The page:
JWCC: Students needed for 'College For Life' program for people with disabilities
QUINCY, IL —
John Wood Community College is looking for students to participate in their College For Life Certificate Program.
The program had its initial pilot phase last year, however, JWCC saw enough positive feedback from the pilot that it is now an official certificate program.
According to John Wood, the program is "intended for students with intellectual/developmental disability or similar learning challenges considered eligible for special education services under IDEA."
Officials with John Wood say the core courses are designed to prepare students for a successful adult life with greater participation in competitive integrated employment and independent living.
In order to successfully complete the certificate, a student has to complete 8 CFL core courses plus 10 elective courses, which is suggested to be done in a three year time frame according to the colleges website.
A few of them will be walking onto a college campus for a first time as a college student. Something they never thought would happen before.
"It was interesting! I was afraid I wasn't going to be able to do it!" JWCC student Cheyenne Gayton said.
Gayton is in her sophomore year at John Wood.
"I've been waiting for a long, long time. I want to thank her for that. Gosh, I'm going to get emotional!"
That person she's referencing is Michelle Westmaas.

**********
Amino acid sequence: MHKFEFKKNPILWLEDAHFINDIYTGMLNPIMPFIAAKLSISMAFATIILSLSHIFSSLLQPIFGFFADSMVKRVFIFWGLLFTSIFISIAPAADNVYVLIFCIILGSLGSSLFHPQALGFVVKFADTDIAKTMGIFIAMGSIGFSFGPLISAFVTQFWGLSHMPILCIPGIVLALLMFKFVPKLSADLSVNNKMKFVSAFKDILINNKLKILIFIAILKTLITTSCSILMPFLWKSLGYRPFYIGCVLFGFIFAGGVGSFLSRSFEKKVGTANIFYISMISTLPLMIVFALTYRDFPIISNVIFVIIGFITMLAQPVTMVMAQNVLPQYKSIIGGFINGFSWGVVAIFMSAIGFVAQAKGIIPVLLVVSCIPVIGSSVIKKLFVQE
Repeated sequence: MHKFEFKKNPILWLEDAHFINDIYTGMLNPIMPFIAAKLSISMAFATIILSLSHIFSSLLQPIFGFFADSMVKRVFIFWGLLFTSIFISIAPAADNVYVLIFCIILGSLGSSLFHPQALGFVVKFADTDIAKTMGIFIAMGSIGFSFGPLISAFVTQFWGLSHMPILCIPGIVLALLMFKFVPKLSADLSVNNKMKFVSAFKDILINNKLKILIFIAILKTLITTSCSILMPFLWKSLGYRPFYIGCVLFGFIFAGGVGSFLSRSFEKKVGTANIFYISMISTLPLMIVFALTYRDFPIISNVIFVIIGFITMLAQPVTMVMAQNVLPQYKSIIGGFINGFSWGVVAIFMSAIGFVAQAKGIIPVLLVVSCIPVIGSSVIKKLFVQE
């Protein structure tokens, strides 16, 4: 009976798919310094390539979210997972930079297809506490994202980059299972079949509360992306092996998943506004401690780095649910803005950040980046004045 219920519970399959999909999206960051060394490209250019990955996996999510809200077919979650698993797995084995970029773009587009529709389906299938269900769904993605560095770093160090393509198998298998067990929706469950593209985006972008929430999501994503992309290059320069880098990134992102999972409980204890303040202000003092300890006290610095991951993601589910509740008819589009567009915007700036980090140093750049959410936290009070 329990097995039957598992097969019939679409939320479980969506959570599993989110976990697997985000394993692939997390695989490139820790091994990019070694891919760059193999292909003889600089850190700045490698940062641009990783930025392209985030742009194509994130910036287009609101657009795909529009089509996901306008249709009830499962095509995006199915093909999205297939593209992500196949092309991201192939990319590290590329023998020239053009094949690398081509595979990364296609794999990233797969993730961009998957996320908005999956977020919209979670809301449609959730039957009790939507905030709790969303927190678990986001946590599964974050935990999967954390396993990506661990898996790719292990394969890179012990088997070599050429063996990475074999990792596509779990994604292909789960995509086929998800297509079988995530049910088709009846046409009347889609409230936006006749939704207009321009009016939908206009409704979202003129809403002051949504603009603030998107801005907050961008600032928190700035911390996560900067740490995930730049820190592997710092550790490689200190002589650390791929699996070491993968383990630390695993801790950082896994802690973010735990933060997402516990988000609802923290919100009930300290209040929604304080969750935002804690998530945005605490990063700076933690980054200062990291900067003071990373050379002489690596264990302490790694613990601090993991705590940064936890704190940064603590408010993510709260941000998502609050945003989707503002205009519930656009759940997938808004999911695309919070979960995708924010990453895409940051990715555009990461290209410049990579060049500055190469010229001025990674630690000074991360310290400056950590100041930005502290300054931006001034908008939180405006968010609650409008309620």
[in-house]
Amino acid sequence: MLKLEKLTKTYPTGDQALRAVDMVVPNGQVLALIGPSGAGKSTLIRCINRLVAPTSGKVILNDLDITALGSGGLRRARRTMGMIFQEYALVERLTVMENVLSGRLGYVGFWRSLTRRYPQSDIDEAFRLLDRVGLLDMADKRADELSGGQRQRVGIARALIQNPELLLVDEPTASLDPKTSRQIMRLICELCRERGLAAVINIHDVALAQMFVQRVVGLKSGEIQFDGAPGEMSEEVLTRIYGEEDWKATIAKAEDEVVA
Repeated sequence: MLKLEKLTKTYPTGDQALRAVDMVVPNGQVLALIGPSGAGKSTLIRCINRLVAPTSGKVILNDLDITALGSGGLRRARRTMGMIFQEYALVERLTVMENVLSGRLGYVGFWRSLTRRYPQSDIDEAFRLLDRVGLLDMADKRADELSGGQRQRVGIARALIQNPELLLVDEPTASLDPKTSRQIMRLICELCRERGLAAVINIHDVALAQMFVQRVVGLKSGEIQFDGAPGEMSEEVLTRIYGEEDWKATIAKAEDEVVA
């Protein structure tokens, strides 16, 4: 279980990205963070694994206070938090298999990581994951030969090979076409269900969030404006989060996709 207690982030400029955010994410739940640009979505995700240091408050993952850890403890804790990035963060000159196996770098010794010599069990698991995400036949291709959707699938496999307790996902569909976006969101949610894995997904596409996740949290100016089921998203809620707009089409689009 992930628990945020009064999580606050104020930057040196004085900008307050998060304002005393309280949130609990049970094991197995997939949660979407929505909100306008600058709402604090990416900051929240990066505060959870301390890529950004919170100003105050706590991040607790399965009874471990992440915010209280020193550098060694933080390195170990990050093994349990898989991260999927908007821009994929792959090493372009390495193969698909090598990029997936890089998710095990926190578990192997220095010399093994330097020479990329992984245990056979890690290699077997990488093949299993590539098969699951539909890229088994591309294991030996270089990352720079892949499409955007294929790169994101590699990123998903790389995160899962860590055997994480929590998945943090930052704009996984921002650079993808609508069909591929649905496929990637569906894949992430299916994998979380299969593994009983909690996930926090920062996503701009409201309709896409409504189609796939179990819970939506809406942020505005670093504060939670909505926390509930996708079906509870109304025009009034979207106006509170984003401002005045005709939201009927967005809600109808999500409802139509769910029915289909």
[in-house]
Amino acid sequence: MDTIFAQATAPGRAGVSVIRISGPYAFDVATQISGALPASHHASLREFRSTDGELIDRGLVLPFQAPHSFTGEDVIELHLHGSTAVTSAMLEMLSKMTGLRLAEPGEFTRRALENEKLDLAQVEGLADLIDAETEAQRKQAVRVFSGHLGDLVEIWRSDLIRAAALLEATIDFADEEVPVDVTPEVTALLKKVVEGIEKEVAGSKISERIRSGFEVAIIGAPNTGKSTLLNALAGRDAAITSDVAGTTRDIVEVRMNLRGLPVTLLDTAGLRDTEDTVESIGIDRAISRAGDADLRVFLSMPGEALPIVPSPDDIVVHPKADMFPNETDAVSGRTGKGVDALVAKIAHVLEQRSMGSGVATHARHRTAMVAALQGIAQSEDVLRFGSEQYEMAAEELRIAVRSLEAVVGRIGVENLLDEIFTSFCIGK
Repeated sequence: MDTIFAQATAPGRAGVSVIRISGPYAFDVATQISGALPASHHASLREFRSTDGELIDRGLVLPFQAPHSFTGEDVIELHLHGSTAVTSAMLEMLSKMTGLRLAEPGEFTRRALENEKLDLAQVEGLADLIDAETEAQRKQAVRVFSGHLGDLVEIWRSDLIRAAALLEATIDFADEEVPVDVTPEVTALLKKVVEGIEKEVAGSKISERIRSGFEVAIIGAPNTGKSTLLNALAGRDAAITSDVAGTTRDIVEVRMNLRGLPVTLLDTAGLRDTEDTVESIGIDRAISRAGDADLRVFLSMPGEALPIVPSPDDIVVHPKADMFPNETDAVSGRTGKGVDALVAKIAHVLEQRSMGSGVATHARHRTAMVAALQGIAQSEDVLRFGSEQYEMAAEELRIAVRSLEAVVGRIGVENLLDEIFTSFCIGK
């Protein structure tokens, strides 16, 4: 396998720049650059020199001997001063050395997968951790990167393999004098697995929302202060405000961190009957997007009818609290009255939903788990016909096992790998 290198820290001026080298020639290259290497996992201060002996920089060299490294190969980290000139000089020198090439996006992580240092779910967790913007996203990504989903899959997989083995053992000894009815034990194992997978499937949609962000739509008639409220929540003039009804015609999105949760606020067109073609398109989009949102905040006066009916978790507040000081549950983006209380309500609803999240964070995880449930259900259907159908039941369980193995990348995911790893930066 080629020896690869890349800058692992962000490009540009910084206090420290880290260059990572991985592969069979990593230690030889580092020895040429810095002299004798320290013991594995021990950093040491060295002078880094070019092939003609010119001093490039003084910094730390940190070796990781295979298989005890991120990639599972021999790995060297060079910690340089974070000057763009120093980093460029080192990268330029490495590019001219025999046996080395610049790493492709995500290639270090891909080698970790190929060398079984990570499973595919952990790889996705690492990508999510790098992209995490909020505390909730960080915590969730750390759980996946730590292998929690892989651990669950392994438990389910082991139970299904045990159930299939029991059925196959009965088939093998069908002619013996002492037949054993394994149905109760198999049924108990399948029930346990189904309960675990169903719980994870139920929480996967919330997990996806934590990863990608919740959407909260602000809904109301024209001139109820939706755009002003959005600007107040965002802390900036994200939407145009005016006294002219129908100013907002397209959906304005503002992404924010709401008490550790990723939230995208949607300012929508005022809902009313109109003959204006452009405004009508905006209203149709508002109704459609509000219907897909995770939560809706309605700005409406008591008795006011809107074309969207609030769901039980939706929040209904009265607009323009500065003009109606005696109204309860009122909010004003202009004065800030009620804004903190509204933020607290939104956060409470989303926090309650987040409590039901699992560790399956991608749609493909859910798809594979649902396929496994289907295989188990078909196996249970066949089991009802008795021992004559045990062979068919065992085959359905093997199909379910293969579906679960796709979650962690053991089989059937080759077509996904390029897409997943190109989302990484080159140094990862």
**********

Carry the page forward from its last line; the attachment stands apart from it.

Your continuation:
The coordinator for the College For Life program.
"Our classes are non-credit classes. They're core classes that are things that you need to have skills to be a successful person with disabilities in the world," Westmaas said.
Becky Mann enrolled her daugther Gena in the program's first year and has seen her daughter flourish.
"The growth I've seen in her is unbelievable," Mann said. "She's more independent, she's more confident, she's so proud to be a college student and she's excelled."
It's a three-year program and only requires a few things.
"Students need to be able to manage themselves on campus and in class, not be a danger to themselves or others, not be a disruption in the classroom."
After that, it's up to the student to make it happen.
For Michelle, a parent of a child with a disability, the hardest part might be for the parents.
"Parents have to let go. Whether their child has disabilities or not. This is a real safe place to let go and start allowing your young adult to find their place."